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Commit a Crime, Get a Job

Now you might think that if you're a convicted killer or a child rapist, that could count against you with a potential employer.


As Kent noted in this post, Martin Luther King's dream was that individuals be judged based on the content of their character.  Intentional behavior is, of course, the best indicator of character, which is otherwise inchoate.  Intentional criminal behavior would seem to be among the more telling clues to a person's character, and very serious criminal behavior, all the more so.

The idea that character is unimportant in a job is beyond preposterous.  Honesty, a commitment to non-violence, reliability, trustworthiness, willingness to give a day's work for a day's pay, are all not merely useful but essential characteristics of every employee.

But not to this Administration, which sees judgment on the basis of demonstrated character, not as the fulfillment of MLK's dream, but of a Fascist Plot to Oppress the Helpless.

Don't believe me?  I don't blame you.  Most unfortunately, Paul Mirengoff at Powerline spills the beans here.  This is one more instance in which Racial Whinerism becomes the Petri dish of, and then the spoils system for, crime.


Cultural rot and the war on standards are inextricably related. Progressives' attack on school discipline and criminal background checks for employment because they fall disproportionately on minority groups is symptomatic of a mindset that is adverse to addressing seminal reasons for the problem-obscenely high rates of non-marital births.

Being the propreitor of a small, relatively insignificant 3-attorney operation (including myself), this raises some interesting questions.

I do not have the resources to hire attorneys with fancy law degrees. In fact I don't have the resources to hire someone with my own middle-ticket pedigree. However, we do some fairly complicated work (I tell myself this), so I need smart people.

Therefore, I look for people who have the talent and skill but might have some sort of wart, so to speak. My one associate, her wart was simply failing the bar twice, and well, she eventually passed (3rd time) and she has been with me ever since.

Now would I hire someone with a criminal background for any position? My initial response is probably not, with a caveat as to "it depends on the crime". Some percentage of criminals do their time and learn their lesson. It might be relatively small but it is greater than zero.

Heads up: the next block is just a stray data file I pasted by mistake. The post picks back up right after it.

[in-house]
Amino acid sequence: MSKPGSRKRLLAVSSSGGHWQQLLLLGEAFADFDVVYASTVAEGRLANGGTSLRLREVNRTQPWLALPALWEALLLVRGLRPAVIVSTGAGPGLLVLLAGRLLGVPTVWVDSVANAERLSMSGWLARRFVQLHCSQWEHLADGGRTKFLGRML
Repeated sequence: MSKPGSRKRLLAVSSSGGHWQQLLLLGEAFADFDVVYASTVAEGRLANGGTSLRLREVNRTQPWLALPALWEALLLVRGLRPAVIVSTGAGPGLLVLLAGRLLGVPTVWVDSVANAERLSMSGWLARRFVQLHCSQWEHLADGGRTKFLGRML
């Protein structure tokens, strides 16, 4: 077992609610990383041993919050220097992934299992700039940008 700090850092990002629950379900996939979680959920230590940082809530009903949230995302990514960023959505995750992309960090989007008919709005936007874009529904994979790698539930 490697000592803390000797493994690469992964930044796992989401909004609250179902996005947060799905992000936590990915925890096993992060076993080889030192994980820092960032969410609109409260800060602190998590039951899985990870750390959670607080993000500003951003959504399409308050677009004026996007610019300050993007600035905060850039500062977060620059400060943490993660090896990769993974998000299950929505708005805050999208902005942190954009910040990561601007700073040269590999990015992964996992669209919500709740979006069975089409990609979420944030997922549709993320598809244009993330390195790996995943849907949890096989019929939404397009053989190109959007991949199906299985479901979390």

I'll toss out a hypothetical - if there was an attorney who had a record for some sort of child sex crime, and this attorney was extraordinarily talented and would otherwise earn X but for his record, but I could pay him 20% of X, the capitalist in me would think about it, especially if it someone who could work remotely i.e. not be in the office.

That being said, there shouldn't be any laws about it, irrational discrimination is inefficient, and probably for most in this case the discrimation is quite rational.

Also, school discipline is overrated to the extent it includes stuff like dress codes, and running a quasi military environment. I did a lot of stupid stuff in high school and occasionally mouthed off, I turned out fine (in my opinion).


A couple of things.

First, it's your decision whom to hire, and that's the whole point. You can't make an informed decision without information. Forbidding the prospective employer to seek information about past behavior he (not the government) deems potentially relevant hampers his access to that information.

If the job applicant doesn't want to reveal it, fine, he can say goodbye and talk to other potential employers. If they are intelligent and broad-minded, they can hire him, and if their decision is wise, they will be at a competitive advantage over the more inquisitive (or rigid) employer. (If it turns out to be unwise, then maybe they should have been more, uh, rigid). But it should be the marketplace, candor and competition that govern, not the dictates of the state. I can't see any good reason the employer should not be able to ask whatever he wants, and the prospective employee to respond with whatever HE wants.

Let the truth out and the chips fall where they may. Irrationally inquisitive employers will lose out, as will applicants with something they want to hide rather than explain. That is as it should be.

As to school discipline, the problem is not teenage mouthing off or minor violations of a dress code. The problem is weapons, intimidation, stealing and fights. And beyond that, the notion that discipline should be meted out based on the actor's appearance (skin color in particular) rather than behavior is worse than perverse.

I really don't care whether blacks are disciplined more than whites, just as I don't care if boys are disciplined more than girls or 15 year old's are disciplined more than 10 year old's. The answer to bad behavior is not for the authorities to blink at it because they're afraid of being called racist. The answer -- the only answer -- is for the student to improve the behavior so it's no longer bad.

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